It’s hard to imagine living near this mansion – historical or otherwise. It’s surrounded by vacation homes, likely everyday, semi-wealthy people who want peace in the suburbs of Berlin. The tiny, winding road was full of tour buses, people visiting from around the world. Where is the peace in that!

Soviet, British and US leaders met in this room at Cecilienhof Palace in 1945.

Soviet, British and US leaders met in this room at Cecilienhof Palace in 1945.


From 1942 to 1945. My journalist friends and I would come to the “Cecilienhof Palace” in Potsdam. In the Summer of 1945 – The Potsdam Conference – would make history. The three leading powers after WWII would meet at the palace – British Prime Minister Winston Churchill, US President Harry S. Truman and Soviet President Joseph Stalin. History says leaders wanted the meeting in Berlin, but it was too “bombed out,” no suitable meeting place.

Red Geraniums were placed outside Cecilienhof Palace in 1945 and are here today.

Red Geraniums were placed outside Cecilienhof Palace in 1945 and are here today.


The room where the “Big Three” meeting took place to negotiate the terms for the end of WWII and what to do with Germany, looks like it did almost 70 years ago – large table, red velvet or velvet-like covering, red covered chairs and the flags of the “Big Three” nations on the walls and on the table. There was a museum fee to visit the palace and another fee to take pictures. I don’t remember paying that fee, but I did snap one photo (after seeing someone else do it)! The grounds were immaculate, like the grounds of a palace should look. Also, just as it was during these historic negotiations, is the star of red geraniums out front, also historically framed with blue hydrangeas, just for the conference.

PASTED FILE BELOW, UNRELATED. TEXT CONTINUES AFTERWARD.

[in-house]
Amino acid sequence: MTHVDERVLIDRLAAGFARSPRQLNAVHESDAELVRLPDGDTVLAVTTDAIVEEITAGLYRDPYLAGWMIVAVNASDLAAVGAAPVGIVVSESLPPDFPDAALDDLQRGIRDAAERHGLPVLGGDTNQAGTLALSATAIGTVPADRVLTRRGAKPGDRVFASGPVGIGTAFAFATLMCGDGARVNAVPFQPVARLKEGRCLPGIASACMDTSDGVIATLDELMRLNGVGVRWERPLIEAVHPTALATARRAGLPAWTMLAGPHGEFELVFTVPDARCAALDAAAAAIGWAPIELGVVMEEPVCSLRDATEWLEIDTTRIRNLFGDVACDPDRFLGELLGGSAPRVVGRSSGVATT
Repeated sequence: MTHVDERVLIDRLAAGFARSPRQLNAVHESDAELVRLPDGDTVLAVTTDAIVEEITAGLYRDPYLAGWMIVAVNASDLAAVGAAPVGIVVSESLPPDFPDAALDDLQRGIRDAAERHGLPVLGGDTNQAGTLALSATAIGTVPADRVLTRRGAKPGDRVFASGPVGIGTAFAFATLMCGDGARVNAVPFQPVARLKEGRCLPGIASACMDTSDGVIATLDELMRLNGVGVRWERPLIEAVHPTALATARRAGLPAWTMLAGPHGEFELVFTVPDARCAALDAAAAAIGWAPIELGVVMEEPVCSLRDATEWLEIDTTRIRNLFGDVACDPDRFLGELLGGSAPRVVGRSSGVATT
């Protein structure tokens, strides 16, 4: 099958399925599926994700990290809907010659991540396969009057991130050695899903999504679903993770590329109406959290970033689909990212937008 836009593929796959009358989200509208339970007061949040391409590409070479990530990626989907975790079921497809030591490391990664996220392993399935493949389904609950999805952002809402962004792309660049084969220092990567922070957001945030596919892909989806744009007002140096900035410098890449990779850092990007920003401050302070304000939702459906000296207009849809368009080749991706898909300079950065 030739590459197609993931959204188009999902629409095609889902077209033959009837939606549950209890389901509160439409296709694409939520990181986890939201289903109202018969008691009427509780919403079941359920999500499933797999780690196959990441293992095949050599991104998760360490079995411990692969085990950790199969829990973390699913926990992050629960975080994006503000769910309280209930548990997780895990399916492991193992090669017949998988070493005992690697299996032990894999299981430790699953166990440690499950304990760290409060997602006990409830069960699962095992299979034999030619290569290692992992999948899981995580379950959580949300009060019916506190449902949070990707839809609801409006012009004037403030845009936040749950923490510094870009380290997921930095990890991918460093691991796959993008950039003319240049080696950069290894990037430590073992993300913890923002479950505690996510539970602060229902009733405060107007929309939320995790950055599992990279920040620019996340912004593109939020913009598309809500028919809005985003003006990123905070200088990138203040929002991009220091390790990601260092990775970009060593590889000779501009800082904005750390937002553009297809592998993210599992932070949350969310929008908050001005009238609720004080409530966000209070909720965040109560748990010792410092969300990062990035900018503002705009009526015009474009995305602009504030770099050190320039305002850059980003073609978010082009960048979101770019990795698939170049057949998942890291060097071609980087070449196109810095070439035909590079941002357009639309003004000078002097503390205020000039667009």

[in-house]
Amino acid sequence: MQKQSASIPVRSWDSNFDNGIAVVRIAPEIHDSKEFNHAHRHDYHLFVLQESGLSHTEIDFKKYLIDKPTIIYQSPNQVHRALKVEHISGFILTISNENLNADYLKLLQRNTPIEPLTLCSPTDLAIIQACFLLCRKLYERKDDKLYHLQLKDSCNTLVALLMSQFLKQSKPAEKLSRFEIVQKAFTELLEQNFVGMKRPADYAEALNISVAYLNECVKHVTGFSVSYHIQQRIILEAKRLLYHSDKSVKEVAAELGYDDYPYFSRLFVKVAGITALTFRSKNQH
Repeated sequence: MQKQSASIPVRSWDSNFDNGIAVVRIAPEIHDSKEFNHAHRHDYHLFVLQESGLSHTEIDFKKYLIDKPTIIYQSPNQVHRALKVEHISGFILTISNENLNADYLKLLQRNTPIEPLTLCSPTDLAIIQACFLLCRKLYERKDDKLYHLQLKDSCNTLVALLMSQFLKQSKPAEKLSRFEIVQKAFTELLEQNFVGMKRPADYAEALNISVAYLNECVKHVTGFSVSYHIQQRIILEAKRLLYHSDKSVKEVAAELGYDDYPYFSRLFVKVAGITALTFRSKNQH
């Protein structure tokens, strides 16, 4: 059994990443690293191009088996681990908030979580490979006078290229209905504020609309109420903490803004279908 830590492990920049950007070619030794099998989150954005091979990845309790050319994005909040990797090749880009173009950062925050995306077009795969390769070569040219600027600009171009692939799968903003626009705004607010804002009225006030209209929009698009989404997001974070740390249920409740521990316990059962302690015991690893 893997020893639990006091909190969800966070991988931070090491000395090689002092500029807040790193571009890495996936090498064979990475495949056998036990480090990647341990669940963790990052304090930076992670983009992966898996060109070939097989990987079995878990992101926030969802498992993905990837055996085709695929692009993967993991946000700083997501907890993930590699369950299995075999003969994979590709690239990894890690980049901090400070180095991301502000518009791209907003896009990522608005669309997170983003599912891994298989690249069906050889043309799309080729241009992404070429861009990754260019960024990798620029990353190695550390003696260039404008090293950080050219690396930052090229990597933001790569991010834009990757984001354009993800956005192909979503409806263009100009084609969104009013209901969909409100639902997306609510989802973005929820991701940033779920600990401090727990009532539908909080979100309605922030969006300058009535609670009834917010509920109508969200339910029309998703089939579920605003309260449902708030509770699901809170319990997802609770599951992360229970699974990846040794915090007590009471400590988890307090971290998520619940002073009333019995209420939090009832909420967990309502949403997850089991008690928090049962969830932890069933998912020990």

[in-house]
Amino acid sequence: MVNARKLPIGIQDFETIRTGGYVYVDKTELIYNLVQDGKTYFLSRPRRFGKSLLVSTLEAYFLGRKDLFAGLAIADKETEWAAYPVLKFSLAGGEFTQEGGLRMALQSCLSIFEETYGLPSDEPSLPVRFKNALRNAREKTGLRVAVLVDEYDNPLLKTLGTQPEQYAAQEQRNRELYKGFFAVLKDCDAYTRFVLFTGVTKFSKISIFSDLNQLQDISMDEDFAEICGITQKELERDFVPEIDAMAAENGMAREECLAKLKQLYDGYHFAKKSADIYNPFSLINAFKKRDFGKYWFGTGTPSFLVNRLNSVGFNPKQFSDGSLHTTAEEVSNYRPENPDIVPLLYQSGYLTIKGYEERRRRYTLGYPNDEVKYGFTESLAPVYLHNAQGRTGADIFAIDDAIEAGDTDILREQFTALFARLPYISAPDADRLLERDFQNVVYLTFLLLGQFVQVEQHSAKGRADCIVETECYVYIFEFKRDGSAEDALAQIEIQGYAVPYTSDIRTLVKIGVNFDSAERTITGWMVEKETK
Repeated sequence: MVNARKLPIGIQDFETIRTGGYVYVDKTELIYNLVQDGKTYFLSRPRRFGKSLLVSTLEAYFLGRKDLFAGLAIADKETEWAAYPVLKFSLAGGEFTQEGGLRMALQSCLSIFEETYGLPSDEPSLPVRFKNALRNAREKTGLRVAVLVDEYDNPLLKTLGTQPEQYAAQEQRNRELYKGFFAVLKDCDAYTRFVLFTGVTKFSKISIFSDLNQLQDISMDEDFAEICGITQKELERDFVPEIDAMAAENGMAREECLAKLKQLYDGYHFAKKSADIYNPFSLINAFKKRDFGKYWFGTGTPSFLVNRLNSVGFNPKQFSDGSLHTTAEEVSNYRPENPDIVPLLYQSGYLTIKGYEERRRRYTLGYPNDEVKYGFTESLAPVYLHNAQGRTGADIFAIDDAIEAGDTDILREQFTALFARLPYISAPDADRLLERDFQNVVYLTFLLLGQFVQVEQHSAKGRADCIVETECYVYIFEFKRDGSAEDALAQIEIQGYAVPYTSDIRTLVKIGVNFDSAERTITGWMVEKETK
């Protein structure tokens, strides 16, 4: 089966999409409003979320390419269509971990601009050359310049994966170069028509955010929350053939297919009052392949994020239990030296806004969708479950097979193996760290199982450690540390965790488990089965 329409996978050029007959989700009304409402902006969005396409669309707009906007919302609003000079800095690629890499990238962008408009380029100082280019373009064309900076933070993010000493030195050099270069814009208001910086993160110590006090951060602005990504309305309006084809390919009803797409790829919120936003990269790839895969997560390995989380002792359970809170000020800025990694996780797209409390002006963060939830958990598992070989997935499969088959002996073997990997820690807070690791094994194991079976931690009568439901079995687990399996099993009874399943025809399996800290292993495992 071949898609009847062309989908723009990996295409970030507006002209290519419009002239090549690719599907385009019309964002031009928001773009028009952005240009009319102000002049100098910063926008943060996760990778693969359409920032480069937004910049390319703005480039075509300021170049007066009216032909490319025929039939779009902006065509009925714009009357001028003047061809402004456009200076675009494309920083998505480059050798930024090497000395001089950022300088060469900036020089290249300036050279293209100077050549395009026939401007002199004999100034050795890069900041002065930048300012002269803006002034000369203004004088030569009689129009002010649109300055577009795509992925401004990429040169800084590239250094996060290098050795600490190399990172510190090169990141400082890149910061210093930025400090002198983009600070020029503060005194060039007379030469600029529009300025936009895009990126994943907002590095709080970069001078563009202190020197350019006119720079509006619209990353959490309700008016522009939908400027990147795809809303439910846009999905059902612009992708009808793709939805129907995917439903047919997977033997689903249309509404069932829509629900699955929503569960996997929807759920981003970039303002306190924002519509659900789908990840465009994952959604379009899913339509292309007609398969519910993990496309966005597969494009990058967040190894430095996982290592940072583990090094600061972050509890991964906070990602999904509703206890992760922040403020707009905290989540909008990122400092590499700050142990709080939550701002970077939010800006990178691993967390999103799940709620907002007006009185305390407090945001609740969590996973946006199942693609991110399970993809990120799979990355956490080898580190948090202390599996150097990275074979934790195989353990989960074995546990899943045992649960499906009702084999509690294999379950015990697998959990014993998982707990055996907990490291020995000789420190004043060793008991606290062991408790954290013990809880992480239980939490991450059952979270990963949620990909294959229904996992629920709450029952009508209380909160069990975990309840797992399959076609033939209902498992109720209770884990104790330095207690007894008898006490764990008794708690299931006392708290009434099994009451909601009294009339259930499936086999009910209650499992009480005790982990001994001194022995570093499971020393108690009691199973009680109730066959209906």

The vacation home of King Frederick the Great of Prussia - "Sans Souci!"

The vacation home of King Frederick the Great of Prussia – “Sans Souci!”


Our last stop in Potsdam was at the vacation home of King Frederick the Great of Prussia.” Rainer told us it used to be a “KGB Secret City!” The constant rain almost spoiled the stop, but it was worth seeing this level of opulence. Berlin’s “Where” Magazine calls the home, “the lakeside gem right on Berlin’s doorstep…a miniature Versailles.” At the top of the palace is the term “Sans Souci” – French for “no worries.” It was raining so hard at one point, me and Vivian Chakarian, a Program Coordinator at Voice of America, ducked into the gift shop! (They are smart, you did not have to buy a ticket to go INSIDE the castle, to get to the gift shop!) Vivian purchased a beautiful device that is used to slice boiled eggs! I really wanted one of those. I got a “royal kitchen” apron for my sister, Cassaundra the Chef! Again, all worth the adventure!